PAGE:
Home / News
CHAPTER 78: Cistern and Buckets. (continued)
Now, the people of the Pequod had been baling some time in this way; several tubs had been filled with the fragrant sperm; when all at once a queer accident happened. Whether it was that Tashtego, that wild Indian, was so heedless and reckless as to let go for a moment his one-handed hold on the great cabled tackles suspending the head; or whether the place where he stood was so treacherous and oozy; or whether the Evil One himself would have it to fall out so, without stating his particular reasons; how it was exactly, there is no telling now; but, on a sudden, as the eightieth or ninetieth bucket came suckingly up--my God! poor Tashtego--like the twin reciprocating bucket in a veritable well, dropped head-foremost down into this great Tun of Heidelburgh, and with a horrible oily gurgling, went clean out of sight!
"Man overboard!" cried Daggoo, who amid the general consternation first came to his senses. "Swing the bucket this way!" and putting one foot into it, so as the better to secure his slippery hand-hold on the whip itself, the hoisters ran him high up to the top of the head, almost before Tashtego could have reached its interior bottom. Meantime, there was a terrible tumult. Looking over the side, they saw the before lifeless head throbbing and heaving just below the surface of the sea, as if that moment seized with some momentous idea; whereas it was only the poor Indian unconsciously revealing by those struggles the perilous depth to which he had sunk.
At this instant, while Daggoo, on the summit of the head, was clearing the whip--which had somehow got foul of the great cutting tackles--a sharp cracking noise was heard; and to the unspeakable horror of all, one of the two enormous hooks suspending the head tore out, and with a vast vibration the enormous mass sideways swung, till the drunk ship reeled and shook as if smitten by an iceberg. The one remaining hook, upon which the entire strain now depended, seemed every instant to be on the point of giving way; an event still more likely from the violent motions of the head.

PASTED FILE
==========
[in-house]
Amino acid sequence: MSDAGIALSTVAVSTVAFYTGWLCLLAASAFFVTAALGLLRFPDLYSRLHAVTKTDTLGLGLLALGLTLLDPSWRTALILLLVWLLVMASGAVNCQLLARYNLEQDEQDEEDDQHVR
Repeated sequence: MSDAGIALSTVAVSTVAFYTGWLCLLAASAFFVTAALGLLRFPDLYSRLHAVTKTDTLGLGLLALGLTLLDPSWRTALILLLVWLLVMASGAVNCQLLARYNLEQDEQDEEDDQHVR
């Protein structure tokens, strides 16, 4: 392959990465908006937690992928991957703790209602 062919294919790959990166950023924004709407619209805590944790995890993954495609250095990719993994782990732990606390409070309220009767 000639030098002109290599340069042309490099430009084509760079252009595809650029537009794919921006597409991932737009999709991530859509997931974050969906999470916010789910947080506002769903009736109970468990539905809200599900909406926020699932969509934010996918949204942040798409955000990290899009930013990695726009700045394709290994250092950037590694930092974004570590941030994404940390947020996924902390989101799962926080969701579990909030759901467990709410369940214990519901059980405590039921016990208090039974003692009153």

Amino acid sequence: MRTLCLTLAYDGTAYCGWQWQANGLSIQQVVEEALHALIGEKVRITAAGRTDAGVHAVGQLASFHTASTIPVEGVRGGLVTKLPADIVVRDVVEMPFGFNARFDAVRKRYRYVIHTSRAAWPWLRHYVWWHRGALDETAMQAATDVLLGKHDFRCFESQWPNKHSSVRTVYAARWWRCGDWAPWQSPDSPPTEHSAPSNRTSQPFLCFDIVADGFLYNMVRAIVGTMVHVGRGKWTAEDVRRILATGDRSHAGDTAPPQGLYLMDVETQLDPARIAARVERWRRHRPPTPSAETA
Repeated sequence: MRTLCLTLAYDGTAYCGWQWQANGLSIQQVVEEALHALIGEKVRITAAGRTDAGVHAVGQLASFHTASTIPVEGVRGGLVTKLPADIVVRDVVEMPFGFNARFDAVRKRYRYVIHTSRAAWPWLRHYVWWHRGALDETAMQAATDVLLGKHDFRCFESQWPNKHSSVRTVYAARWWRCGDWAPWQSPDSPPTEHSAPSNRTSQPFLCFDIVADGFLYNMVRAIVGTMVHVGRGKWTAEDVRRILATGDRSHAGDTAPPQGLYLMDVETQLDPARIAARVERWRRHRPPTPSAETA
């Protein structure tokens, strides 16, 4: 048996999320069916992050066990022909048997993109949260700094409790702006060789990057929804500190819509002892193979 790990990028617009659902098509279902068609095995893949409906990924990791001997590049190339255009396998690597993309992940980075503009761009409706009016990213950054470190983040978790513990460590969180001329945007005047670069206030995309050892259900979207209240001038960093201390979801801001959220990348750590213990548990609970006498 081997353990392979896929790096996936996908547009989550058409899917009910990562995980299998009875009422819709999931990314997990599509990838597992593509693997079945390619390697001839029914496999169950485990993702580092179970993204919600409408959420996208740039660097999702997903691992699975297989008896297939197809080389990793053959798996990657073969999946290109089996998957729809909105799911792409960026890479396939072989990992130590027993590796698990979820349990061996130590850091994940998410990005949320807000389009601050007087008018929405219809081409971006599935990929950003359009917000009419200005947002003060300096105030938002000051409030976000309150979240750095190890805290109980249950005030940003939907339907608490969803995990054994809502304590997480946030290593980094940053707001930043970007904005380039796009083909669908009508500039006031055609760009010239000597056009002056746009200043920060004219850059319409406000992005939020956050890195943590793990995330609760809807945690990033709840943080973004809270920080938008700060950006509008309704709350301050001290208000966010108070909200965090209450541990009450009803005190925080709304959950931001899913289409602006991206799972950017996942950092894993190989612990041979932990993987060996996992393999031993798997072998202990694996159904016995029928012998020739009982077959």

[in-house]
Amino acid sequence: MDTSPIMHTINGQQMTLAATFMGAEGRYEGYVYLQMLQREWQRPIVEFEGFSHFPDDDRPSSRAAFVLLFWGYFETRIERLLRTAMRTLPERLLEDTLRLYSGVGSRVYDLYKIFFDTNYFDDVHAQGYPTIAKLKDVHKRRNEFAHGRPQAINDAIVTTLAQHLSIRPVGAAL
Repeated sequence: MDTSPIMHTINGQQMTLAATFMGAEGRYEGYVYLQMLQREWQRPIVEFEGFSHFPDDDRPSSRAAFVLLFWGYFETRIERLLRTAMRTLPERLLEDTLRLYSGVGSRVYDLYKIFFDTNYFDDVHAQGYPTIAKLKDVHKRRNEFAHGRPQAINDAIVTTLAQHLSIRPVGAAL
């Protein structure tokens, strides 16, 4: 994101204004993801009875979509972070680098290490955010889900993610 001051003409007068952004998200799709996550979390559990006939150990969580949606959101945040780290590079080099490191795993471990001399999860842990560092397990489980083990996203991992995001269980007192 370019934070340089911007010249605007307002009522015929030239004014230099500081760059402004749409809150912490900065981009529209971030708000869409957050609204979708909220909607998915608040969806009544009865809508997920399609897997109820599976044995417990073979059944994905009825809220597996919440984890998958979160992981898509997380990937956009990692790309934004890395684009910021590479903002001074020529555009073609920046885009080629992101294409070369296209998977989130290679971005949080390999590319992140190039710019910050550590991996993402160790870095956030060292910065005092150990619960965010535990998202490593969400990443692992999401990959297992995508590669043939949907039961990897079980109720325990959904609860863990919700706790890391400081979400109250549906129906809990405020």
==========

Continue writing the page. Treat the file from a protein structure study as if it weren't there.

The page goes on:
"Come down, come down!" yelled the seamen to Daggoo, but with one hand holding on to the heavy tackles, so that if the head should drop, he would still remain suspended; the negro having cleared the foul line, rammed down the bucket into the now collapsed well, meaning that the buried harpooneer should grasp it, and so be hoisted out.
This is page 358 of 599. [Mark this Page]
Mark any page to add this title to Your Bookshelf. (0 / 10 books on shelf)
Buy a copy of Moby Dick at Amazon.com
Customize text appearance:
(c) 2003-2012 LiteraturePage.com and Michael Moncur.
For information about public domain texts appearing here, read the copyright information and disclaimer.